The physical and emotional senses of a highly sensitive person are far more heightened than the average person. Office lighting that is perfectly normal for the average person may induce a migraine in someone that is very sensitive. The light is that much brighter to them. Sounds are that much louder. Colors are more vibrant and emotions are an avalanche that cannot be stopped or delayed. They are typically hyper-aware of the things in their environment and small things most people would tune out or not even notice will drive a sensitive person completely nuts. They live in a much “louder” world than the rest of the population.
Here are ten things that sensitive people just shouldn’t have to deal with…
1. Holding Back
Their emotions are a giant ocean wave. You cannot stop it. All they can do is ride it out and try to stay on the surface. They feel more deeply and more powerfully than the average person. They wear their hearts on their sleeves. They learn early on that it is pointless to try and suppress their emotions, and so they give into them and let them all out.
2. Watching Horror Movies
They cannot fathom why anyone would delight in the pain and torture of another person, even a fictitious one on a movie screen. Even the fake Hollywood re-enactment of a scene of murder or torture is unbelievably twisted and perverse to them. What kind of monster feels good after a horror movie?
Most people may see constructive criticism as a way to improve a skill or job performance, but to a sensitive person, it feels like an attack on their very person. It isn’t just that they need to improve in that particular area, but that they are flawed personally. Because they feel it much more personally than the average person, they will find ways to avoid criticism.
4. Quick Decisions
They tend to consider everyone when making a decision and can overanalyze a problem into oblivion. They find it difficult to make a hasty decision because they need to account for all of the variables. If they make a decision, even the right one, but end up hurting someone’s feelings in the process, they could find it more difficult to make a decision in the future. They will second guess themselves because they will feel that any decision could wind up adversely affecting someone else.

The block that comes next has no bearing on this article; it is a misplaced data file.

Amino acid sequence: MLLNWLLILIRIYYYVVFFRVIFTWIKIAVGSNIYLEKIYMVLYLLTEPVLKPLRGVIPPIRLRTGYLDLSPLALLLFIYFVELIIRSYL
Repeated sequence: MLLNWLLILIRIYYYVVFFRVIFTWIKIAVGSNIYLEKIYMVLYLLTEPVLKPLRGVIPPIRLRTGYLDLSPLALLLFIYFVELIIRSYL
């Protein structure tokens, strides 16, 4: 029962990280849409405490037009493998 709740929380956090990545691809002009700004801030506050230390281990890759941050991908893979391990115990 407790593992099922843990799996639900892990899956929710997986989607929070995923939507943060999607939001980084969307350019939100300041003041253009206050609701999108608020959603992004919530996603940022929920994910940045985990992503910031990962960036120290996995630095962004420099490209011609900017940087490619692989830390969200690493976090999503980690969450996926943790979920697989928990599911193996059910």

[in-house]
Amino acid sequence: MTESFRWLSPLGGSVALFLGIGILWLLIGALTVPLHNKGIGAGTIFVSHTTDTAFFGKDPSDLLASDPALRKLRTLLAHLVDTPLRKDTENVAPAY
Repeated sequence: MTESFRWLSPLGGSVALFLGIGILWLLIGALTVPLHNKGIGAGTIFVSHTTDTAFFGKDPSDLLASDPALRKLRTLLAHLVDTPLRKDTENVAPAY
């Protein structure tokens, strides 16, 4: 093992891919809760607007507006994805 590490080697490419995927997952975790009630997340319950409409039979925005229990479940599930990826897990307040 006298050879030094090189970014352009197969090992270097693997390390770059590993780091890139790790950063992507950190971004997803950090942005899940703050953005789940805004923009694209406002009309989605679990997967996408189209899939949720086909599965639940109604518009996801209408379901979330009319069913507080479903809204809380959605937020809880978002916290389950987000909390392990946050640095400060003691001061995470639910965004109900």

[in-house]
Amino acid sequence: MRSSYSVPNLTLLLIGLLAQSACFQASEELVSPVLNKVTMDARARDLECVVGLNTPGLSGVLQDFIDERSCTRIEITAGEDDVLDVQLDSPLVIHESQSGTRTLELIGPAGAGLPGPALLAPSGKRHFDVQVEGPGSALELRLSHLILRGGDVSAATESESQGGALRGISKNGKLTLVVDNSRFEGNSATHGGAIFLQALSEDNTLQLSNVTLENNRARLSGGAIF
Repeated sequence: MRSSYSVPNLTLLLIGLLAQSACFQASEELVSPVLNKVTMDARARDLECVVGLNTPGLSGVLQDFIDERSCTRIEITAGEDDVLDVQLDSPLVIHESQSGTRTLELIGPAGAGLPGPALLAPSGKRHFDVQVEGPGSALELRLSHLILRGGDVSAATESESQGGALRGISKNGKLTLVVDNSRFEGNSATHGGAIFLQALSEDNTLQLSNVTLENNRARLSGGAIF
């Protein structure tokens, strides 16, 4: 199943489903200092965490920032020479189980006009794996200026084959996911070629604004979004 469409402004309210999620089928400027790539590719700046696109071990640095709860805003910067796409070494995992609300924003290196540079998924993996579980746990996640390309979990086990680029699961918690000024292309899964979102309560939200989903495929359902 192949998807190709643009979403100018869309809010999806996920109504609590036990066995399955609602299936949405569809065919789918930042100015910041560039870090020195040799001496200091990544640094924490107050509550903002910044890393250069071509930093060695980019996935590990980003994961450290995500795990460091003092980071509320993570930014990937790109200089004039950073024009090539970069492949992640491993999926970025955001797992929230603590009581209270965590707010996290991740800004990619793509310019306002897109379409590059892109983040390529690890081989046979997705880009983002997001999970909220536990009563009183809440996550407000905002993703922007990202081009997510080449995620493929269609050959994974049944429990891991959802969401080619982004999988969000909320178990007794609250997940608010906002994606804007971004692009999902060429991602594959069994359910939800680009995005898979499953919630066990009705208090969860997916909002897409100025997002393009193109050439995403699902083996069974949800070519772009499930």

Sensations, whether physical or emotional, are heightened in a sensitive person. They cannot understand why anyone would voluntarily cause themselves pain for hours. Even for a pretty picture on their skin. Being jabbed with a needle at the doctor’s office is bad enough, but to be jabbed a few hundred times a minute is unthinkable for a sensitive person.
Because they are sensitive to the feelings of others, they cannot understand how people can be so thoughtless and rude to others. They are very polite, and boorish people might as well be an alien species to them. It doesn’t make sense to them how someone can be so oblivious to other people’s feelings.
7. Group Exercise or Sports
Sensitive people tend to avoid group exercise or sports because they feel like everyone is watching them and waiting for them to screw up. They tend to like bicycling, running, hiking, and other solo activities to ones where they might be judged by other people.
8. Being Overstimulated
Going to a club or concert with loud music and flashing lights is too much stimulation for a sensitive person. Imagine cranking up the volume to twice that and having the lights twice as bright. It would give you a headache really fast. This is how a sensitive person feels when there is too much sensory stimulation. It is physically painful to them and so they seek out quiet and dimly lit places like bookstores and coffee shops.
9. Annoying Sounds
You may not notice your tapping feet or frenzied pen clicking, but the sensitive person is over there cringing and wishing you would just stop. Just stop already! Repetitive and loud noises drive sensitive people up the wall. You may not notice it, but they certainly do.
10. Open Office Plans
Sensitive people prefer to work in environments where they can control how much stimulation they receive. They prefer to work at home or in a place that has buffers to outside stimuli. An open office where there is no buffer or privacy makes it hard for someone who is hyper aware of their surroundings to concentrate.
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